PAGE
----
CM Roundtable II: Religious Difference in a Secular Age – Eltantawi

[We are excited to host this conversation on a very important book, Religious Difference in a Secular Age: A Minority Report, by Professor Saba Mahmood.  The CM Roundtable is a series that presents multiple, in-depth reviews of an exciting new book. We thank each of our distinguished panelists for engaging in this public dialogue. We aim to have each roundtable available as a single beautifully produced e-book available at the conclusion– for classroom or referential usage.]

Saba Mahmood, Religious Difference in a Secular Age: A Minority Report (2016)

Introduction by Durba Mitra

Essays:

Schirin Amir-Moazami

Sarah Eltantawi

Humeira Iqtidar

 

Discussion by Sarah Eltantawi

Dr. Sarah Eltantawi is a scholar of Islam. She is Member of the Faculty in Comparative Religion and Islamic Studies at the Evergreen State College in Olympia, WA (Asst. Prof), and a Research Scholar at the Middle East Center of the University of Washington. She is the author of Shar’iah on Trial:  Northern Nigeria’s Islamic Revolution (University of California, 2017), which examines why Northern Nigerians took to the streets starting in 1999 to demand the reimplementation of sharia law.  Dr. Eltantawi is currently at work on a new book that takes up the rise of the of the Muslim Brotherhood in Egypt from 1928 – the present, focusing on the question of the group’s “political theology” and its place in traditions of political theory. She earned her PhD in the Study of Religion in 2012 from Harvard University.

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Anthropologist Saba Mahmood’s latest book, Religious Difference in a Secular Age: A Minority Report, offers an erudite history of what she calls “political secularism” in Egyptian modernity, from nationalist discourse in the British colonial period through the career of the Egyptian state.  Scholars of Egypt, Coptic Christian social history, and of secularism will appreciate Mahmood’s painstaking history of how Egyptian nationalist movements, key Coptic and Muslim figures, and the post-1952 Egyptian republic have understood and conditioned Copts and Muslims alike not only in their religious and secular practices, but also in their fundamental self-understanding.  While this study offers an air-tight history of these processes, some theoretical claims about secularism and the Egyptian state end up on shakier ground.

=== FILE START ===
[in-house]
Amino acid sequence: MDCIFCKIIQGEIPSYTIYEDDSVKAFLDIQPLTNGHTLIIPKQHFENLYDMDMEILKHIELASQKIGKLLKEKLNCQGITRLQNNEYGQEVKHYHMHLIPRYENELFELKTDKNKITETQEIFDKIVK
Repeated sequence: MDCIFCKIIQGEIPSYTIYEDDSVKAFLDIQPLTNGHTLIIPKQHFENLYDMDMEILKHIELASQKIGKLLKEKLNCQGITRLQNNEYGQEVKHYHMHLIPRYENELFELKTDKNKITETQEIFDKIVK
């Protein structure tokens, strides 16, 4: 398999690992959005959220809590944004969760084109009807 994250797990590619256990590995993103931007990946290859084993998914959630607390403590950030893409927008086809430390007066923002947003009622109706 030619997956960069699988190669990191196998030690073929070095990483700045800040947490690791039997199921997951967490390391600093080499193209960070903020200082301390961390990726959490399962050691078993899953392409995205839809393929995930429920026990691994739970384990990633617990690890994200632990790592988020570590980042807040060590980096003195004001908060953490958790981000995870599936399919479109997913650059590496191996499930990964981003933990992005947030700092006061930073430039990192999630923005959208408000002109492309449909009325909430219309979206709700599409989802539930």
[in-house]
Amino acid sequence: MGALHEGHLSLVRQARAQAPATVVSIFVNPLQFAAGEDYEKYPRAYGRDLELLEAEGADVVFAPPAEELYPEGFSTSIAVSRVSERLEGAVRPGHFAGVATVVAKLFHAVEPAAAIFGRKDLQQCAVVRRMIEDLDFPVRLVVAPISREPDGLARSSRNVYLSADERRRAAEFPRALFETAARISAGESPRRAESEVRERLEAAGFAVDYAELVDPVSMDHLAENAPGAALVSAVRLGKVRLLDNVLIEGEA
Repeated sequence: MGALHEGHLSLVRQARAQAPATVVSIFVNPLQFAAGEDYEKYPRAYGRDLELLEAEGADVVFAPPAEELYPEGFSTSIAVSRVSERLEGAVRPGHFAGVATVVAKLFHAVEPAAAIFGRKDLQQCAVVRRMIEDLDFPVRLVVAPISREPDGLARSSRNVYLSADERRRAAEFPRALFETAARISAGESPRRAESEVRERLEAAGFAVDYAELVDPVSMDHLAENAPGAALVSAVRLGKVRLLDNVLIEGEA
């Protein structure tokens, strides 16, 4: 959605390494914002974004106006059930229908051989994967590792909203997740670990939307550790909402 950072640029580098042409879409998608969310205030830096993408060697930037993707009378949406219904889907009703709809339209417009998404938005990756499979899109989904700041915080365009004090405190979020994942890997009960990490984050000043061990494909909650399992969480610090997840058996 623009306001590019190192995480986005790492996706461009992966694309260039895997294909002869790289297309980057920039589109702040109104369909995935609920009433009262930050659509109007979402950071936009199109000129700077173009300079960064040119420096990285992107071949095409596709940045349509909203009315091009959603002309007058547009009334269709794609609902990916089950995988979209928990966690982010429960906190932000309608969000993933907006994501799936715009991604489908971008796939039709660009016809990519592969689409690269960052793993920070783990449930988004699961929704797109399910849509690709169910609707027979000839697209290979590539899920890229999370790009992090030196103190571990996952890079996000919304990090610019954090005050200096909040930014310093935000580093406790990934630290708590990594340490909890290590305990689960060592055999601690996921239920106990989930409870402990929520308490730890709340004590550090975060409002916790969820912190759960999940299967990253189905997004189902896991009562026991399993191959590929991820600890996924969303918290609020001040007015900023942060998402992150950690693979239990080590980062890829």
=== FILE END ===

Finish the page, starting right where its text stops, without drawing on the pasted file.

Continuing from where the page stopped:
Mahmood argues that political secularism is made up of two dimensions: “Its regulatory impulse” and its “promise of freedom” which are “thoroughly intertwined.” (21) Mahmood understands Egyptian political secularism as a set of processes and histories that marginalize minorities in the service of majoritarianism. Mahmood preempts a question that will no doubt be ubiquitous for her readers: are Egyptian outcomes a result of secularism, or authoritarian secularism? For Mahmood, the marginalization of minorities is a core function of secularism and much less so a result of Egyptian state authoritarianism. Mahmood resists centering Euro-American models of secularism as the standard against which Middle Eastern societies should be judged, and asserts that while taking into account the importance of attending to specific trajectories of secularism, she is concerned that, “this way of casting the difference blinds us to common features of the secular project shared by Middle Eastern and Euro-Atlantic societies.” (4) Continue reading “CM Roundtable II: Religious Difference in a Secular Age – Eltantawi”

CM Roundtable II: Religious Difference in a Secular Age – Iqtidar

[We are excited to host this conversation on a very important book, Religious Difference in a Secular Age: A Minority Report, by Professor Saba Mahmood.  The CM Roundtable is a series that presents multiple, in-depth reviews of an exciting new book. We thank each of our distinguished panelists for engaging in this public dialogue. We aim to have each roundtable available as a single beautifully produced e-book available at the conclusion– for classroom or referential usage.]

Saba Mahmood, Religious Difference in a Secular Age: A Minority Report (2016)

Introduction by Durba Mitra

Essays:

Schirin Amir-Moazami

Sarah Eltantawi

Humeira Iqtidar

 

Discussion by Humeira Iqtidar


Dr. Humeira Iqtidar
 is a Senior Lecturer (Associate Professor) in Politics in the department of Political Economy at King’s College London. She is the author of Secularising Islamists? Jamaat-e-Islami and Jamaat-ud-Dawa in Urban Pakistan. Her most recent publication is “Neoliberalism and Islamic Piety”, Critical Inquiry Summer, 2017. Currently her research has two key strands: One explores the ideas and practices related to tolerance through a focus on the political thought of two influential modern Muslim thinkers, Maududi and Ghamidi. This is complemented by oral histories of precarious populations such as the refugees and migrants from the Tribal Areas of Pakistan to allow a glimpse into vernacular conceptualizations. Her second project engages with the relationship between liberalization and piety in Islamic political thought.